After a long, cold winter, your family is likely ready to enjoy the warmer weather. Because spring has barely begun, however, expect some cool evenings or even a little rain. Pack the shorts and sunscreen, but take along sweatshirts or light jackets too. Layering is the perfect strategy for transitioning between warm afternoons and the cold breeze that can pick up when the sun goes down. Make sure everyone has a light backpack in which they can stow extra layers until they’re needed. And of course, be sure to take a first-aid kit, a paper map of the area (in case cell service isn’t available), water and energy bars. Being prepared can mean the difference between an adventure and a potential emergency if you become lost or stranded.

How Much Planning is Too Much?

Sometimes the best trips are those that let you explore an unknown road. Even if your goal is to follow your whims on your spring road trip, establish some basic parameters that you can share with a family member or trusted friend at home. There’s no need to plan every detail of your days, but develop a broad itinerary that tracks your trip and location from day to day. If, along the way, you discover a delightful location that you want to explore further, give your contact at home a call to update your plans. A little forethought and a quick text will give everyone peace of mind. Take along a small notepad (keep it in your car’s glove box for easy access) and jot down information about those places you would like to visit in the future. There’s always next spring!

Prepare Your Vehicle for the Trek

Winter weather is notoriously harsh on your car, especially if it’s a few years older. The transition from cold to warm can affect tire pressure, coolant and even windshield wipers. Spend a little time checking your tires for proper inflation and unexpected wear. Don’t forget to inspect the spare and the jack; you don’t want to be stuck with a flat tire and no spare or working jack. Have your oil changed, and don’t forget the air filter while you’re at it. Check windshield wipers and replace them if necessary. Check your battery’s charge as well as hoses and belts. Finally, make sure your headlights, taillights, turn signals and emergency lights are all working correctly.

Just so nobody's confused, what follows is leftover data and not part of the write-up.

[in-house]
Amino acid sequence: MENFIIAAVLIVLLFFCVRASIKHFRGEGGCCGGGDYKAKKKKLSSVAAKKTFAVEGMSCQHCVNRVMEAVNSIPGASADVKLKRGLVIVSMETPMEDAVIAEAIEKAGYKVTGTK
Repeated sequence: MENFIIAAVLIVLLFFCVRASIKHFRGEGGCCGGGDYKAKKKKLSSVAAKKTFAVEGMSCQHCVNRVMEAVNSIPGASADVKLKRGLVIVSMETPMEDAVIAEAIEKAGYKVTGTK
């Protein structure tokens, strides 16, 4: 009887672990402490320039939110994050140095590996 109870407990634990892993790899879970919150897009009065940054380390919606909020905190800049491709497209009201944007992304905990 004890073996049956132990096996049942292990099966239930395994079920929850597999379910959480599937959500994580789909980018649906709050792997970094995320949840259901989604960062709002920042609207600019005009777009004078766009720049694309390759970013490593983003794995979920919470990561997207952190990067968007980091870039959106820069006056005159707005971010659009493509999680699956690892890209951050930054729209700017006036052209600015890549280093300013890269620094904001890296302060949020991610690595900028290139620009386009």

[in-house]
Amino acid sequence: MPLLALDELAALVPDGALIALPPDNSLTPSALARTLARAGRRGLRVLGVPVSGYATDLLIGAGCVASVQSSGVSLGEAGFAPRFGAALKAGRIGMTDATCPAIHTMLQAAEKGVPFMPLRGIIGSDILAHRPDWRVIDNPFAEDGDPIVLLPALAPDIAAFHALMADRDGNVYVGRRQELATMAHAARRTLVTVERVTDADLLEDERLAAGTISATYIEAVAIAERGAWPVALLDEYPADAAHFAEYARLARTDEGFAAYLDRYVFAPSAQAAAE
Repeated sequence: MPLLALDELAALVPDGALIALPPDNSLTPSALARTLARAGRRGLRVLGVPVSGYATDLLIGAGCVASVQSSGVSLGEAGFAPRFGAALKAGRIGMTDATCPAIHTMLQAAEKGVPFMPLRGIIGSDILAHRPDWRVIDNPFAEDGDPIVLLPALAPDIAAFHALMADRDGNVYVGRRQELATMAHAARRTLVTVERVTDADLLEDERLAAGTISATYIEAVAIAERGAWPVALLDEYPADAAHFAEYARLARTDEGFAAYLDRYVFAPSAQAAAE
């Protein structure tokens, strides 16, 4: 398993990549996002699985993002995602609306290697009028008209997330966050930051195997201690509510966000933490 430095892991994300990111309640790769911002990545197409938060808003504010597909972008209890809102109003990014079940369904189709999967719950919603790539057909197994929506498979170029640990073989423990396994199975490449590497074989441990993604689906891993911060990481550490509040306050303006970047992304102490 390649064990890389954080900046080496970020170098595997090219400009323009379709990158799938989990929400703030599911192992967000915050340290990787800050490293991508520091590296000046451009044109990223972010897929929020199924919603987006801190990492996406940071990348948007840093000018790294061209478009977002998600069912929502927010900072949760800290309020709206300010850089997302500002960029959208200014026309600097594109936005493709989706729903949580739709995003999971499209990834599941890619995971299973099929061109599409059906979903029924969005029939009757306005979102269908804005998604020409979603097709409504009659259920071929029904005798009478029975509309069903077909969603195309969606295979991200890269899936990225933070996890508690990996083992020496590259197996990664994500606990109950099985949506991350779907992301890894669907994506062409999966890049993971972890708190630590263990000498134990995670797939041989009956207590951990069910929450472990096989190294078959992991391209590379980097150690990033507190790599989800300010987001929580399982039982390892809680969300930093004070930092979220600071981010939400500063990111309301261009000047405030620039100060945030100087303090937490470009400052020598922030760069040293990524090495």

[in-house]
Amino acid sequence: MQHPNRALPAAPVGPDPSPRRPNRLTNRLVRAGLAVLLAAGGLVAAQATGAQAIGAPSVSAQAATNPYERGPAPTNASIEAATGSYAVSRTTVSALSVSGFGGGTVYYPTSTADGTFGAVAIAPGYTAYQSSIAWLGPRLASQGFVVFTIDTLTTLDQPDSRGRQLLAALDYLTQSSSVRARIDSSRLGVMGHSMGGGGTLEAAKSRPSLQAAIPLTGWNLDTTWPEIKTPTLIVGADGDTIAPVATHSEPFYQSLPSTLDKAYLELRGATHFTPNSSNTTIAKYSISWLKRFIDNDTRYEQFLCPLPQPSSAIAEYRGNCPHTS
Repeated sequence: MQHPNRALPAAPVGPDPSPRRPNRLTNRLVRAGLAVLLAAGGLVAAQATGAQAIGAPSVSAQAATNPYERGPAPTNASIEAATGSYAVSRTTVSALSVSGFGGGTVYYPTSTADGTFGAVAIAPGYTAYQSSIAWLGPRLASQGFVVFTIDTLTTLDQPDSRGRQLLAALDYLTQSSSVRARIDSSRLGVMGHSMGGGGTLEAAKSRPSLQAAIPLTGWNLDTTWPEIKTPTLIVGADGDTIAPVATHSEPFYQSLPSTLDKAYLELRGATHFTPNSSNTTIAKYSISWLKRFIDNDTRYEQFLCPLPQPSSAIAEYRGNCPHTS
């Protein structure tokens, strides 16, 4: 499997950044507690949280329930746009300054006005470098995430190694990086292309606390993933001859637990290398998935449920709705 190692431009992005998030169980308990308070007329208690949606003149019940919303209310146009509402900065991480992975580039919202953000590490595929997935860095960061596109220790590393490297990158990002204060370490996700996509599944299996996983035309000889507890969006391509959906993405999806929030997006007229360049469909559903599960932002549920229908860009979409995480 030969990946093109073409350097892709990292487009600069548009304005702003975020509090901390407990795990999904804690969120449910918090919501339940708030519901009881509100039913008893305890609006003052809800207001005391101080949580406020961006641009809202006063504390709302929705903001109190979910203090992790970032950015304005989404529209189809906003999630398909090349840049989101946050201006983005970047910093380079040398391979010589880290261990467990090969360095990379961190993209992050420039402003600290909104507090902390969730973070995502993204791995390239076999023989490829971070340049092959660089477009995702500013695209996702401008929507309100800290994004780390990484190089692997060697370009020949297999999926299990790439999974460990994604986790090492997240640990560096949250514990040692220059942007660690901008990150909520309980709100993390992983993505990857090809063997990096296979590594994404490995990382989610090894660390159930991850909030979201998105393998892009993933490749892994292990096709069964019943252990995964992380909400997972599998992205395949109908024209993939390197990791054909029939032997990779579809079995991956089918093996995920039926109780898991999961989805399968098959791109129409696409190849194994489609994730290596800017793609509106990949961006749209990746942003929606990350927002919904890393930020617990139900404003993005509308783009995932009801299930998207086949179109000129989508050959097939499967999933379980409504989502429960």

Before you head out for your adventure, swing by Emission Time in either Sandy or Salt Lake City for a quick oil change and inspection. Their professional technicians will make sure your vehicle is roadworthy and ready to safely take you on your spring road trip.

The Facts about Engine Oil Additives


Oil Additive

Aftermarket oil additives and treatments have been the subject of great controversy for many years. Despite manufacturers’ claims that these products can work miracles for your car, many experts believe the hype is largely unfounded. Most additives claim to extend the life of your car’s engine and improve fuel mileage, but unfortunately, scientific research has been of little help in either substantiating or debunking these claims. Ultimately, the decision to use an additive or not should depend on several factors, including the age and condition of your car.

Oil Treatment Claims and Promises